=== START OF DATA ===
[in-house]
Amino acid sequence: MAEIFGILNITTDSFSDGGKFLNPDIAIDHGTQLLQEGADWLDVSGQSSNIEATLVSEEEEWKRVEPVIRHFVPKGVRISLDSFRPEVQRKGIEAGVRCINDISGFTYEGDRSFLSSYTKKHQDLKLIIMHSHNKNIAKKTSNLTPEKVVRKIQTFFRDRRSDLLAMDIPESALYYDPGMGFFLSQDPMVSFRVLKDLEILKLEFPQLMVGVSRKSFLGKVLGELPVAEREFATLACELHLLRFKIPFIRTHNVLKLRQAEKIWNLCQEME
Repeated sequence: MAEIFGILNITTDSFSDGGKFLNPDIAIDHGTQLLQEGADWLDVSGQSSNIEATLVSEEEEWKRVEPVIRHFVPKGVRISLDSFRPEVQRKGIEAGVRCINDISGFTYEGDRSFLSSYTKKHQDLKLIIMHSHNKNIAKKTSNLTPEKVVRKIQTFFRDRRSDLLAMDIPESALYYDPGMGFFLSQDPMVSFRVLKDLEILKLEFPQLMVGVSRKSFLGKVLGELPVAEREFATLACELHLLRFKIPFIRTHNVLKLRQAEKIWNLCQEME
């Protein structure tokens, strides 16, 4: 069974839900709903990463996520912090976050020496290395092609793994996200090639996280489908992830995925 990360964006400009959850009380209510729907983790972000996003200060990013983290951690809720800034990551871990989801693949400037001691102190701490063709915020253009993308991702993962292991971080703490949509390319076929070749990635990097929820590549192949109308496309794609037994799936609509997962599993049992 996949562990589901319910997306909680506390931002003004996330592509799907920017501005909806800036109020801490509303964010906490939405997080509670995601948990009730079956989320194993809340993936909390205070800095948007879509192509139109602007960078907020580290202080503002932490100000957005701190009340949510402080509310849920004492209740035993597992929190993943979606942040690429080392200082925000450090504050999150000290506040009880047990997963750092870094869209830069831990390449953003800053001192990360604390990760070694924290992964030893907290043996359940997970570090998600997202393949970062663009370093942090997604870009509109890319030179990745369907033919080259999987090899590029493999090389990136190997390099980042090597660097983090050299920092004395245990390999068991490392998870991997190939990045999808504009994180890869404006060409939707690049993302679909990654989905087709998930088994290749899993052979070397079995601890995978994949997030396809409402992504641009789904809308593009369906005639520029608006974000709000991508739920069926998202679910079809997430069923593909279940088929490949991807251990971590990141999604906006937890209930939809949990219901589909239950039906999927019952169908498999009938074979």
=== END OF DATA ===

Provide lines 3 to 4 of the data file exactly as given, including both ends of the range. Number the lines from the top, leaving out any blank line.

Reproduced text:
Repeated sequence: MAEIFGILNITTDSFSDGGKFLNPDIAIDHGTQLLQEGADWLDVSGQSSNIEATLVSEEEEWKRVEPVIRHFVPKGVRISLDSFRPEVQRKGIEAGVRCINDISGFTYEGDRSFLSSYTKKHQDLKLIIMHSHNKNIAKKTSNLTPEKVVRKIQTFFRDRRSDLLAMDIPESALYYDPGMGFFLSQDPMVSFRVLKDLEILKLEFPQLMVGVSRKSFLGKVLGELPVAEREFATLACELHLLRFKIPFIRTHNVLKLRQAEKIWNLCQEME
């Protein structure tokens, strides 16, 4: 069974839900709903990463996520912090976050020496290395092609793994996200090639996280489908992830995925 990360964006400009959850009380209510729907983790972000996003200060990013983290951690809720800034990551871990989801693949400037001691102190701490063709915020253009993308991702993962292991971080703490949509390319076929070749990635990097929820590549192949109308496309794609037994799936609509997962599993049992 996949562990589901319910997306909680506390931002003004996330592509799907920017501005909806800036109020801490509303964010906490939405997080509670995601948990009730079956989320194993809340993936909390205070800095948007879509192509139109602007960078907020580290202080503002932490100000957005701190009340949510402080509310849920004492209740035993597992929190993943979606942040690429080392200082925000450090504050999150000290506040009880047990997963750092870094869209830069831990390449953003800053001192990360604390990760070694924290992964030893907290043996359940997970570090998600997202393949970062663009370093942090997604870009509109890319030179990745369907033919080259999987090899590029493999090389990136190997390099980042090597660097983090050299920092004395245990390999068991490392998870991997190939990045999808504009994180890869404006060409939707690049993302679909990654989905087709998930088994290749899993052979070397079995601890995978994949997030396809409402992504641009789904809308593009369906005639520029608006974000709000991508739920069926998202679910079809997430069923593909279940088929490949991807251990971590990141999604906006937890209930939809949990219901589909239950039906999927019952169908498999009938074979």